Local youth organizes ‘Stand Up 4 Water’

We have so much to learn about our water.

Blow-Out finalist Fiona Wylde is turning her love of the river into a learning experience for fellow young people.

Wylde, 16, has put together a July 22 event, Stand Up 4 Water Awareness (SUP4Water), for youths who want to spend a day learning to stand-up paddle and finding out more about water quality on the Hood River waterfront.

“It’s going to be a great day, jam-packed and full of fun stuff playing on the water,” said Wylde, who spoke from the Event Site beach after she was the lone female to finish the June 25 Blow-Out race from Stevenson to Hood River. She competes internationally in windsurfing and stand-up paddling.

WHEN AND WHERE

SUP4Water is July 22 at the Event Site

Hours are 9 a.m. to 3 p.m.

Cost for SUP4Water is $20. Register at standup4waterawareness.com.

Wylde said, “We will start the day with stand-up paddle instruction, followed by lunch, a tour of the waste treatment plant, and then everyone will come back and perform tests on water samples,” from sites including The Hook, Waterfront Park and the boat basin, with help from Veoli Water, a water quality testing company from Portland.

Registration starts at 9 a.m., and the day will conclude at 3:30 p.m.

Wylde has help from a $1,400 grant she received in May from Gorge Soup for Kids, a nonprofit event in which young people “pitch” their entrepreneurial ideas to a group of adults, over soup, and the proceeds from the meal are turned into the grant funds.

Wylde said last week’s E.coli alert at the Event Site served to raise awareness about the need for events such as hers.

“Having seen how these hundreds of people are here for this Windfest event, playing on the water, and when you realize how just yesterday no one was allowed to go in the water, it severely affects the community.

“So that’s one of the things we’re really going to talk about throughout the day; how clean water is so important to our community and how you can keep it clean and become a little more aware,” Wylde said. “We can use this as an example to show how really lucky we are to be able go down and jump in the river whenever we want to — almost — because some of these things (pollution incidents) do happen and sometimes you have to be aware and pay attention.”

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Parkdale third graders sing "12 Disaster Days of Christmas"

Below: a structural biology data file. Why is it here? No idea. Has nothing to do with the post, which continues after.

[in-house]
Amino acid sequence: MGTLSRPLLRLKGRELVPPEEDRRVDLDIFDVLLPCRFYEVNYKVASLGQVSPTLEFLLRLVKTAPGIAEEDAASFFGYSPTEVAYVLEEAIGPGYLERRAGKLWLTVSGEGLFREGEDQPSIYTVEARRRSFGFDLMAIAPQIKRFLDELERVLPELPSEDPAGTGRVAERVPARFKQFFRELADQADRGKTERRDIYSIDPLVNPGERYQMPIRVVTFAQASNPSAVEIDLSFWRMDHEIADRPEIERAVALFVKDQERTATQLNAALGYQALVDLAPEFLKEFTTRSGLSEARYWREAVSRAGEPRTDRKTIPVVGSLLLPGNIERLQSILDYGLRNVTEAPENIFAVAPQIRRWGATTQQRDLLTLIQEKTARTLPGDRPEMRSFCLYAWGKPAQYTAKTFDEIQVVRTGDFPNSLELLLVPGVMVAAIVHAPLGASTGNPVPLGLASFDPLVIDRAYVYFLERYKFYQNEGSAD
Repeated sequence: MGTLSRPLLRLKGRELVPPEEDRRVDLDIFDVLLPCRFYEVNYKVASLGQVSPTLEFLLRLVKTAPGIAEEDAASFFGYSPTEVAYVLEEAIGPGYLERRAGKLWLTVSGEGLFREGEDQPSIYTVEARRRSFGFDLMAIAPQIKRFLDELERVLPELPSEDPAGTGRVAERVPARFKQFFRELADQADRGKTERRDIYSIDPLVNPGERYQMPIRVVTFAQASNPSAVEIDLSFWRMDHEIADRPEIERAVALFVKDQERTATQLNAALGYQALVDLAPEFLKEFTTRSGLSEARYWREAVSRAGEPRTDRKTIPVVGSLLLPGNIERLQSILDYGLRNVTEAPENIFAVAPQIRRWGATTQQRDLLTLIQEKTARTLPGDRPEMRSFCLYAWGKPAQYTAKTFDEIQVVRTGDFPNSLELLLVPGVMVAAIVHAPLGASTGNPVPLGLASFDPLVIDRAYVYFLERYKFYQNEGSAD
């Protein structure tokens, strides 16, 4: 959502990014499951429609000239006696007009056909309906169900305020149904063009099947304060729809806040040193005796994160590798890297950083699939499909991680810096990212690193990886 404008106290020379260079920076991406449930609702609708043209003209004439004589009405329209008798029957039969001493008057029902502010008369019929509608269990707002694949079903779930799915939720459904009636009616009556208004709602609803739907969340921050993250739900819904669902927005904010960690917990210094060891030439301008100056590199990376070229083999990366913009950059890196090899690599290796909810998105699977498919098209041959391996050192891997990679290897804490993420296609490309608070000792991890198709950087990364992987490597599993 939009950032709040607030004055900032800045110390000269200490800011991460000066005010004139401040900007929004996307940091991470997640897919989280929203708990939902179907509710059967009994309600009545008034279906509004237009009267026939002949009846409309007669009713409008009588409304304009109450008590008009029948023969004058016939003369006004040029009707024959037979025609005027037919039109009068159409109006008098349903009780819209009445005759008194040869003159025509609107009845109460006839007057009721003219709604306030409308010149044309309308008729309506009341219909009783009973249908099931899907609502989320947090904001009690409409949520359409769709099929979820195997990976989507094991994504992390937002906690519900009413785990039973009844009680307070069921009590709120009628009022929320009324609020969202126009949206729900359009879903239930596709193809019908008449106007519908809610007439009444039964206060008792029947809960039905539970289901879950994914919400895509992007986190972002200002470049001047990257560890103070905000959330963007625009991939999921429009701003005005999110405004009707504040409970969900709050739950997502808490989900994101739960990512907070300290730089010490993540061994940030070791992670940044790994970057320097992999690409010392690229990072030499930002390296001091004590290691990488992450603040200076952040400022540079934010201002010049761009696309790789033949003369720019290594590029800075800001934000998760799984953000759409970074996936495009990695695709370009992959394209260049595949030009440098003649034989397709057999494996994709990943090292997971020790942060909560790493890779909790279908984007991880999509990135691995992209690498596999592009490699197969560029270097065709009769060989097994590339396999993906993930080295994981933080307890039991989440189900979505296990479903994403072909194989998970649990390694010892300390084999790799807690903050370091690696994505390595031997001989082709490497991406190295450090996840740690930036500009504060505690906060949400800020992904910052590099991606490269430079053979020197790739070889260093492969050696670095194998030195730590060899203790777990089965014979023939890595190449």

Welcome to your sing-able Christmas gift list. What follows is an emergency rendition of “12 Days of Christmas” – for outfitting your home or car in case of snow storm, earthquake, flood or other emergency. Read it as a simple list, or sing it to the tune of “12 Days” – you know, as in “ … and a partridge in a pear tree…” Not to make light of it, but the song is a familiar framework for a set of gift ideas that you could consider gathering together, even if the recipient already owns items such as a bunch of coats, tire chains and flashlights. Stores throughout the Gorge are stocked up on all these items. Buying all 12 days might be prohibitive, but here are three ideas for checking any of the dozen off your list (notations follow, 1-12.) The gift items needed to stay warm, dry and safe are also coded to suggest items in your abode (A) in your car (C) or both (B). 12 Gallons of Water (A) 11 Family meals (B) 10 Cans of propane (A) 9 Hygiene bags (B) 8 Packs of batteries (A) 7 Spare coats (B) 6 Bright red flares (C) 5 Cozy blankets (B) 4 Tire chains (C) 3 Flashlights (B) 2 cell phone chargers (B) 1 And a crush-proof first aid kit (B) Price ranges? Here’s a few quotes for days Three, Two, Four and Nine: n A family gift of flashlights (three will run $15-30, Hood River Supply, Tum-A-Lum) n Cell phone chargers (two will run $30-60) n Tire chains (basic set, $30, Les Schwab, returnable if unused for the winter) n Family meals ($100 or so should cover the basics for three or four reasonably well-fed days) n The home kit should be kept in a handy place near an exit, and remember that water needs to be replenished every few months. If you have a solid first aid kit already, switch out the gift idea with “and-a-sto-o-u-t- tub-for it-all …” Otherwise, it’s a case of assembling your home or car kits and making sure all members of the family know what the resources are and how to use them (ie flares and propane). Emergency situations are at worst life-threatening, at best deeply uncomfortable if you and your family are left without power for an extended period, or traveling and find yourself in a situation where you need to wait out a storm, lengthy traffic delay, or other crisis. Notes on the 12 gift ideas: 12 – Gallons of water: that’s one per person in a four-member family to last for three days, the recommended minimum to be prepared for utility outages. 11 – Easy-open packaged goods, energy bars, dried food and nuts are good things to include for nutrition. Think of what your family of four needs for three days to stay fortified and hydrated (see number 12). Can-opener also recommended 10 – If you have a propane camping stove, keep extra fuel handy. 9 – Hygiene bags: put packaged moistened towelettes, toilet paper, and plastic ties in large garbage bags (for personal sanitation) Resource list courtesy of Hood River County Emergency Management, Barbara Ayers, manager/ 541-386-1213. The county also reminds residents to Get a Kit, Make A Plan to connect your family if separated, and Stay Informed. See www.co.hood-river.or.us to opt-in for citizen alerts. Enlarge



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